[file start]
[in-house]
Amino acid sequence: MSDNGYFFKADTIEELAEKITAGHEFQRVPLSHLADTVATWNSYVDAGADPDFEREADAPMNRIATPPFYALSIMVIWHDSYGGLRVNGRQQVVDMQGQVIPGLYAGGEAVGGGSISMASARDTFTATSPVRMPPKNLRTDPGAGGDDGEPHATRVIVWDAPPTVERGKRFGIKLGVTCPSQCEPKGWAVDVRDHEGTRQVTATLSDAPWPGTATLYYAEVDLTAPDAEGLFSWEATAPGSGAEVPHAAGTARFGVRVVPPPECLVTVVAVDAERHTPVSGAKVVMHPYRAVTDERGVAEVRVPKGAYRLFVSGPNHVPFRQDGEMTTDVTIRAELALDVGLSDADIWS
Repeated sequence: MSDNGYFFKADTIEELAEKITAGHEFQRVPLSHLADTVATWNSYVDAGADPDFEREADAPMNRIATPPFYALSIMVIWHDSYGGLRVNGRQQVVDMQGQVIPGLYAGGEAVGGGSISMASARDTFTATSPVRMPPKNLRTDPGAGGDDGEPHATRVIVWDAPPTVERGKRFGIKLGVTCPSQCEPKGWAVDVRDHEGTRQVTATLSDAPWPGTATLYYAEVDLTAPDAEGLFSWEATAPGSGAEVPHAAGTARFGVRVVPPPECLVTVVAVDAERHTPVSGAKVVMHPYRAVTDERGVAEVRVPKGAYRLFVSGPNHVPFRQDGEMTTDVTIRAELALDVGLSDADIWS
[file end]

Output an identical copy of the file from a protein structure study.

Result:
[in-house]
Amino acid sequence: MSDNGYFFKADTIEELAEKITAGHEFQRVPLSHLADTVATWNSYVDAGADPDFEREADAPMNRIATPPFYALSIMVIWHDSYGGLRVNGRQQVVDMQGQVIPGLYAGGEAVGGGSISMASARDTFTATSPVRMPPKNLRTDPGAGGDDGEPHATRVIVWDAPPTVERGKRFGIKLGVTCPSQCEPKGWAVDVRDHEGTRQVTATLSDAPWPGTATLYYAEVDLTAPDAEGLFSWEATAPGSGAEVPHAAGTARFGVRVVPPPECLVTVVAVDAERHTPVSGAKVVMHPYRAVTDERGVAEVRVPKGAYRLFVSGPNHVPFRQDGEMTTDVTIRAELALDVGLSDADIWS
Repeated sequence: MSDNGYFFKADTIEELAEKITAGHEFQRVPLSHLADTVATWNSYVDAGADPDFEREADAPMNRIATPPFYALSIMVIWHDSYGGLRVNGRQQVVDMQGQVIPGLYAGGEAVGGGSISMASARDTFTATSPVRMPPKNLRTDPGAGGDDGEPHATRVIVWDAPPTVERGKRFGIKLGVTCPSQCEPKGWAVDVRDHEGTRQVTATLSDAPWPGTATLYYAEVDLTAPDAEGLFSWEATAPGSGAEVPHAAGTARFGVRVVPPPECLVTVVAVDAERHTPVSGAKVVMHPYRAVTDERGVAEVRVPKGAYRLFVSGPNHVPFRQDGEMTTDVTIRAELALDVGLSDADIWS